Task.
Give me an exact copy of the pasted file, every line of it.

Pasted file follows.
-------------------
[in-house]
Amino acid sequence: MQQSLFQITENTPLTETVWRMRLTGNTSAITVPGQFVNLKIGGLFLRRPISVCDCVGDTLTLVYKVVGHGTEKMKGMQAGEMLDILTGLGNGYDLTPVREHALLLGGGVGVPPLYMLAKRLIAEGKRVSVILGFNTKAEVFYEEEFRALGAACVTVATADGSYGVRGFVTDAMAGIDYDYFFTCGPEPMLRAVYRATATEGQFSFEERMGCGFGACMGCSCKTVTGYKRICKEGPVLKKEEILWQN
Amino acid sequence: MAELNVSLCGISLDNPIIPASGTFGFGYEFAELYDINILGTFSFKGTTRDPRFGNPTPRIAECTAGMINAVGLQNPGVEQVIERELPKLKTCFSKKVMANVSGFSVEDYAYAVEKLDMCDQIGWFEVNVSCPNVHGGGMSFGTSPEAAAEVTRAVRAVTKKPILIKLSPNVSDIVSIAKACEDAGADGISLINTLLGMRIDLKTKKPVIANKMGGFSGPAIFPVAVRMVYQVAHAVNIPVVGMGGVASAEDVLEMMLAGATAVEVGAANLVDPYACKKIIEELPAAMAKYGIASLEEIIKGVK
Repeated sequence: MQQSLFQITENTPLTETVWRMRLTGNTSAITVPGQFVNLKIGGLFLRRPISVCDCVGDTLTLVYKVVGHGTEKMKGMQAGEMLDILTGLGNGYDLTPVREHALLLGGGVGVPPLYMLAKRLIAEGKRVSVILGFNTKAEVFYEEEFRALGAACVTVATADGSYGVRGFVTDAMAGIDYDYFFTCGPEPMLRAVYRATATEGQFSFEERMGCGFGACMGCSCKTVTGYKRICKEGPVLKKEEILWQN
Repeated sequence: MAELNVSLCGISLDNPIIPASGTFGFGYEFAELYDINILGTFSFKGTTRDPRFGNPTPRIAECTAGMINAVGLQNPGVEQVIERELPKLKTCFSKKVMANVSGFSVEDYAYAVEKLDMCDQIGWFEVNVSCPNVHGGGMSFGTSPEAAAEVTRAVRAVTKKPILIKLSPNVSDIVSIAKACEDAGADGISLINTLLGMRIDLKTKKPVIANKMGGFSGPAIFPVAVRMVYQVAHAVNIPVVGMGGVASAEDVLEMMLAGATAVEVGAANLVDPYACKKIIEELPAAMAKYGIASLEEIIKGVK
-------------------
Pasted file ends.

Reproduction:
[in-house]
Amino acid sequence: MQQSLFQITENTPLTETVWRMRLTGNTSAITVPGQFVNLKIGGLFLRRPISVCDCVGDTLTLVYKVVGHGTEKMKGMQAGEMLDILTGLGNGYDLTPVREHALLLGGGVGVPPLYMLAKRLIAEGKRVSVILGFNTKAEVFYEEEFRALGAACVTVATADGSYGVRGFVTDAMAGIDYDYFFTCGPEPMLRAVYRATATEGQFSFEERMGCGFGACMGCSCKTVTGYKRICKEGPVLKKEEILWQN
Amino acid sequence: MAELNVSLCGISLDNPIIPASGTFGFGYEFAELYDINILGTFSFKGTTRDPRFGNPTPRIAECTAGMINAVGLQNPGVEQVIERELPKLKTCFSKKVMANVSGFSVEDYAYAVEKLDMCDQIGWFEVNVSCPNVHGGGMSFGTSPEAAAEVTRAVRAVTKKPILIKLSPNVSDIVSIAKACEDAGADGISLINTLLGMRIDLKTKKPVIANKMGGFSGPAIFPVAVRMVYQVAHAVNIPVVGMGGVASAEDVLEMMLAGATAVEVGAANLVDPYACKKIIEELPAAMAKYGIASLEEIIKGVK
Repeated sequence: MQQSLFQITENTPLTETVWRMRLTGNTSAITVPGQFVNLKIGGLFLRRPISVCDCVGDTLTLVYKVVGHGTEKMKGMQAGEMLDILTGLGNGYDLTPVREHALLLGGGVGVPPLYMLAKRLIAEGKRVSVILGFNTKAEVFYEEEFRALGAACVTVATADGSYGVRGFVTDAMAGIDYDYFFTCGPEPMLRAVYRATATEGQFSFEERMGCGFGACMGCSCKTVTGYKRICKEGPVLKKEEILWQN
Repeated sequence: MAELNVSLCGISLDNPIIPASGTFGFGYEFAELYDINILGTFSFKGTTRDPRFGNPTPRIAECTAGMINAVGLQNPGVEQVIERELPKLKTCFSKKVMANVSGFSVEDYAYAVEKLDMCDQIGWFEVNVSCPNVHGGGMSFGTSPEAAAEVTRAVRAVTKKPILIKLSPNVSDIVSIAKACEDAGADGISLINTLLGMRIDLKTKKPVIANKMGGFSGPAIFPVAVRMVYQVAHAVNIPVVGMGGVASAEDVLEMMLAGATAVEVGAANLVDPYACKKIIEELPAAMAKYGIASLEEIIKGVK